The imputed rationale for the Kremlin’s decision to dismiss Yevkurov was that the latter is too lenient toward the Islamic insurgency, which is one of Kadyrov’s perennial jibes at Yevkurov. Kadyrov, by contrast, was identified as the one North Caucasus republic head whom the Kremlin had no intention of replacing.

An unnamed presidential administration offficial responded the following day by denying any plans to fire Yevkurov, whom he described as a member of President Vladimir Putin’s team. At the same time, he left open the question whether Yevkurov will seek reelection in September for a second term.

Grigory Shvedov, who owns the website Caucasus Knot and who interviewed Yevkurov the day the rumor of his imminent dismissal surfaced, opined that it was circulated by Kadyrov.

The Russian leadership has signaled its backing for Yevkurov on two subsequent occasions. First, Putin, Prime Minister Dmitry Medvedev, and Khloponin all sent personal congratulations to Yevkurov (who is a former military intelligence officer) on the occasion of Defenders of the Fatherland Day. None of them did so in 2012.

Then on February 25, the website kremlin.ru carried a verbatim transcript of a “working meeting” between Putin and Yevkurov in which the latter cited statistics showing 39 percent GDP growth between 2009 and 2011 and more modest increases in investment and the construction of schools and medical facilities.

It is of course conceivable that those gestures of support for Yevkurov were the payoff for his agreement not to challenge publicly Chechnya’s unilateral redrawing of the map. Kadyrov, however, is more likely to construe silence as an admission of impotence and step up his efforts to discredit and undermine Yevkurov.
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Comments
     
by: American Troll
March 05, 2013 00:27
Oh c'mon, you're making such a, you know, such a big deal out of this, this... this thing. So two parts of Russia are on the verge of war. Oh yeah? Well, you know... we should, like, throw glasses at our own clean house first. You know? Because hey, at least Russia doesn't have... um... c'mon, gimme a second here...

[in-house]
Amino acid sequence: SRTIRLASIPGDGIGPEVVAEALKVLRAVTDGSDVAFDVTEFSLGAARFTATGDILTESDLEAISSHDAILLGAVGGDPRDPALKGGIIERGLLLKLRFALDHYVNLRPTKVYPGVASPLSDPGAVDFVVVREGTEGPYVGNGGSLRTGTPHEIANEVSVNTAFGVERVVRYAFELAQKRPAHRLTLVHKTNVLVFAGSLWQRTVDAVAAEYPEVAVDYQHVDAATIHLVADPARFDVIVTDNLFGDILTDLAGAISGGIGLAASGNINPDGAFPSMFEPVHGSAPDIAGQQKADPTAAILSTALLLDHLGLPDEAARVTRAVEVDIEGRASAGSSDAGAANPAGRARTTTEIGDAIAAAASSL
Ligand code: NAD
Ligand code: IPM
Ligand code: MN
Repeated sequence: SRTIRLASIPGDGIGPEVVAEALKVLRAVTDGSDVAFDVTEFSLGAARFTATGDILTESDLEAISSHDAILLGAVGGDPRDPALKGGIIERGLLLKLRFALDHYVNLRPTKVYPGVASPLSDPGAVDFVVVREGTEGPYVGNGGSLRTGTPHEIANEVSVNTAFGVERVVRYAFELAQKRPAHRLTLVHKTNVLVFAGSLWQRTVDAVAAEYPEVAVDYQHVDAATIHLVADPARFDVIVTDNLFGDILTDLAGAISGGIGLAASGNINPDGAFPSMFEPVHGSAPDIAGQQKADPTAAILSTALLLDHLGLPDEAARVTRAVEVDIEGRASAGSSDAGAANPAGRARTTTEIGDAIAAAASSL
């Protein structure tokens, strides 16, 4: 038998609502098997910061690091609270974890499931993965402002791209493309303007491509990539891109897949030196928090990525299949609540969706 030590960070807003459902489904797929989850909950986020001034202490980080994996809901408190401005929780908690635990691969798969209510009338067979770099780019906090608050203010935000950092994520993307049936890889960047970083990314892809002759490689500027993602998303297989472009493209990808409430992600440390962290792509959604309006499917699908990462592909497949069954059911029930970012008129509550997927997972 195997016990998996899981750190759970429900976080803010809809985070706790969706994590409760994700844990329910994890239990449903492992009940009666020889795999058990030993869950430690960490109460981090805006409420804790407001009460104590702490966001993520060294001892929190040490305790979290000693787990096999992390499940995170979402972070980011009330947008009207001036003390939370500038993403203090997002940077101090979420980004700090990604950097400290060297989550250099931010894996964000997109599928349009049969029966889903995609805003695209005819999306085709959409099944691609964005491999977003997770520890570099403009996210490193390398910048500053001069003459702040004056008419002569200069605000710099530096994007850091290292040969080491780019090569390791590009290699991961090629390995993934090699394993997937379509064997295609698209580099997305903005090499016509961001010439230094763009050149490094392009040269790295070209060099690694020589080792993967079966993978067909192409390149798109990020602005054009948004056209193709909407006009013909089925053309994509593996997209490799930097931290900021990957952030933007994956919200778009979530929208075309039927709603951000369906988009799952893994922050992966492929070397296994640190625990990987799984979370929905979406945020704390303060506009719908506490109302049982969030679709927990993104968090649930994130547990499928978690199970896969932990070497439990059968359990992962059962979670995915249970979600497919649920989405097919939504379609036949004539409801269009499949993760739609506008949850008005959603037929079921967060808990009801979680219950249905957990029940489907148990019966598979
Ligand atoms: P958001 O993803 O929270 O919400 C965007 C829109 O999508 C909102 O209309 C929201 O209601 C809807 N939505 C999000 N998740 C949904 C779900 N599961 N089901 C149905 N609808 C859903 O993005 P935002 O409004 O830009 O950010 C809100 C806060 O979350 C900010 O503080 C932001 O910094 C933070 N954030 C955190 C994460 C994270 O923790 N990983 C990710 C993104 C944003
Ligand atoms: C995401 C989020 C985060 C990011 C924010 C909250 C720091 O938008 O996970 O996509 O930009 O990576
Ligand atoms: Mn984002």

Oh yeah, I know. Debt. Yeah, that's it. America's all, like, bankrupt and stuff. I read it all over the place. And soon we're all gonna be broke. And soon we're all gonna be like, "Dang, I wish I, like, lived in Russia, where everything's cool and all the cool people live, you know?" Because they're gonna be, like, not broke. I mean, they have more money than we do.

Yeah no well, yeah, I know, not like literally ALL of them have more money, you know, like, just Putin's buddies, but that's enough, you know? It's, like, a matter of... um... principle. National honor. Stuff like that. Important stuff. And we're in debt and it's already, like, just horrible over here. In fact I wish... hold on, I can say this, really... I really wish I was in Russia already! Yeah!

Yeah, ok, maybe not in Chexico and Inguragua, but those aren't really "in" Russia, you know what I mean? You could say "Rich Russia for Rich Russians." That'd be an awesome political slogan and stuff. Really. Because who doesn't want to be rich. You know? And that's what Russia's always been all about, even back when the Kaiser was in charge. That's probably why they sold Hawaii to us. I bet they made, like, zillions of dinars off that too. See? It's like, a tradition.

And besides, you may not know this, but parts of the United States fought each other just 150 years ago. Has that happened in Russia since then? Of course not. So there, Russia's better.
In Response

by: Asehpe from: The Netherlands
March 07, 2013 14:02
The moment you'll experience a war in your own country, with people actively killing each other, you'll see that debt is way, way, WAY better than actual war. Anyone who thinks otherwise simply doesn't have the experience.

Ah, America was fighting itself 150 years ago. And Russia? Hm... ever heard of the (two) Chechen wars?... They weren't exactly 150 years ago. More like 15. So there, as soon as facts enter the picture... America's better.

by: Mamuka
March 06, 2013 02:59
Something the article does not address is why the Chechen-Ingush republic (I think it was a republic) was split into two subjects, while other entities in the region remained combined, Kabardino-Balkaria, Karachaevo-Cherkessia. Daghestan itself is a mix of numerous ethnic groups. What led to the split? I cant remember if it was during Dzhokar Dudayev's lifetime.
In Response

by: Robert
March 06, 2013 19:04
The autonomous republic split when Chechnya declared independence from Russia. The Ingush decided they wanted to remain part of Russia and broke away from Chechnya.

About This Blog

This blog presents analyst Liz Fuller's personal take on events in the region, following on from her work in the "RFE/RL Caucasus Report." It also aims, to borrow a metaphor from Tom de Waal, to act as a smoke detector, focusing attention on potential conflict situations and crises throughout the region. The views are the author's own and do not represent those of RFE/RL.